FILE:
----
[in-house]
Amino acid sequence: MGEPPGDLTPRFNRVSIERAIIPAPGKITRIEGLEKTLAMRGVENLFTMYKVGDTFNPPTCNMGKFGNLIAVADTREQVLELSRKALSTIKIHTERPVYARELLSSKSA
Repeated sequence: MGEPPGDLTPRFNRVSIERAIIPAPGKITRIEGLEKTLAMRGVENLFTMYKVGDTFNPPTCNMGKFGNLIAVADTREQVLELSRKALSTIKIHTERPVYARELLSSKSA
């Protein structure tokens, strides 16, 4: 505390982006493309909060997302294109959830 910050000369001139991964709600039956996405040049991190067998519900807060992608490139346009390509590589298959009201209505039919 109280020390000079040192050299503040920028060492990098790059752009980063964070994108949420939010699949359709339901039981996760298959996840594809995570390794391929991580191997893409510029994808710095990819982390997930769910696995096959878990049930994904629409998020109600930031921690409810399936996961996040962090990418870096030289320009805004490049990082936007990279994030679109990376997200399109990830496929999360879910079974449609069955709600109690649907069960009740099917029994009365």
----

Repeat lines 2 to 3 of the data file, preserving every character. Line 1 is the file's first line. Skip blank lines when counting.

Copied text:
Amino acid sequence: MGEPPGDLTPRFNRVSIERAIIPAPGKITRIEGLEKTLAMRGVENLFTMYKVGDTFNPPTCNMGKFGNLIAVADTREQVLELSRKALSTIKIHTERPVYARELLSSKSA
Repeated sequence: MGEPPGDLTPRFNRVSIERAIIPAPGKITRIEGLEKTLAMRGVENLFTMYKVGDTFNPPTCNMGKFGNLIAVADTREQVLELSRKALSTIKIHTERPVYARELLSSKSA